I was introduced to this book by Paul Schrader (TAXI DRIVER) when I tried, unsuccessfully, to enroll in a screenwriting course he was teaching one quarter at UCLA Film School. About 50 students crammed into a room meant to accommodate ten, and the first thing he said was: "I'm not admitting any undergrads into this class. (I was an undergrad, so I was already out in the first five minutes.) However, I'm going to tell you a few things if you ARE an undergrad film student.

"First, if you want to
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Abigail
Apr 02, 2011 rated it it was amazing  ·  review of another edition
Recommended to Abigail by: Amy Warren
After reading this incredibly insightful, incredibly lucid book, I really feel that it's a crime that (1) so few people have read this book, and (2) there are so many bad plays (novels, etc.) out there. And it's not even hard to understand! I didn't have to struggle to comprehend the advice or see why it works.

Lest you think I'm overstating the value of the work, I shall explain it to you in three easy steps.
1. What premise are you trying to prove? (This is not theme or plot summary, but the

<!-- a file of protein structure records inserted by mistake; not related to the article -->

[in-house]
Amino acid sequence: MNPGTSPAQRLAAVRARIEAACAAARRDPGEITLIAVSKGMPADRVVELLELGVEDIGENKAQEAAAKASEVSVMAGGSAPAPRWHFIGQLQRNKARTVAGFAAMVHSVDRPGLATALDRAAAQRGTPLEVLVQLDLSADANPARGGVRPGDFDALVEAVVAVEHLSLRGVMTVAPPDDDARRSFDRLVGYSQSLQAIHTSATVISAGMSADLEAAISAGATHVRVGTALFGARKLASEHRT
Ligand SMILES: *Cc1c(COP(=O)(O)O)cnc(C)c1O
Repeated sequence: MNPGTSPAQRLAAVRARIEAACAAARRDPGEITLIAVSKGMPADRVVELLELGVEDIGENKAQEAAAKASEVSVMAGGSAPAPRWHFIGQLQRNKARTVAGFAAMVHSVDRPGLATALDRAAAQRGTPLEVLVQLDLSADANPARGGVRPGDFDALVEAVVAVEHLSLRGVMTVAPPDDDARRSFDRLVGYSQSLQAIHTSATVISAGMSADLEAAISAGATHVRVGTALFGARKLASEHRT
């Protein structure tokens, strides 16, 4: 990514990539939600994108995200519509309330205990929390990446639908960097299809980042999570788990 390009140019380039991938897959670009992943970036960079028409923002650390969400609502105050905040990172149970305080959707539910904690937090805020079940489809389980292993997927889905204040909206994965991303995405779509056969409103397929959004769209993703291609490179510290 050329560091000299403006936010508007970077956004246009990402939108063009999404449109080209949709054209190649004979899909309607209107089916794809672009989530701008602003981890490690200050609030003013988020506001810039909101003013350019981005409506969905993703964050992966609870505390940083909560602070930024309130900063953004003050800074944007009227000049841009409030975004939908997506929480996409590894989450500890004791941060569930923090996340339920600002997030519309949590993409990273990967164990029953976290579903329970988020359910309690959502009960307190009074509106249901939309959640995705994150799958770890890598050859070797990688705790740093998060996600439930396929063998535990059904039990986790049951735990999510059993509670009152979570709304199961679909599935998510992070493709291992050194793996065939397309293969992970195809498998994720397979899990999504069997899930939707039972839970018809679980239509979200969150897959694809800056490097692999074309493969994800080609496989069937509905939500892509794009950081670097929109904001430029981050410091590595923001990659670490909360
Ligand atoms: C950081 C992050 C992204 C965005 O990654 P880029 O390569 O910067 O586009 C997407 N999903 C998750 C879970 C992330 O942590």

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Francisco
Jun 19, 2015 rated it it was amazing
In some ways this is a very basic book. But sometimes it is good to be reminded of the simple principles that make book or a play interesting. Good writing may be complex in that it can be read again and again providing newer levels of meaning with each reading. But it need not be complicated. A great book can weave it's complexity around a simple premise. Jealousy ultimately destroy the lover and the beloved may be what Othello is about but the play is so much richer than that, don't you think? ...more
Sarah Cypher
Nov 02, 2011 rated it it was amazing  ·  review of another edition
Shelves: nonfiction
If there is one book I cite more than Strunk and White's classic The Elements of Style, it is Lajos Egri's relatively obscure gem. I happened upon it thanks to a writer-friend of a writer-friend who took one of James Frey's (no, not that James Frey, may his plagiarizing soul fly to a million little pieces) master classes in fiction. And yes, Egri will help you write a damn good novel.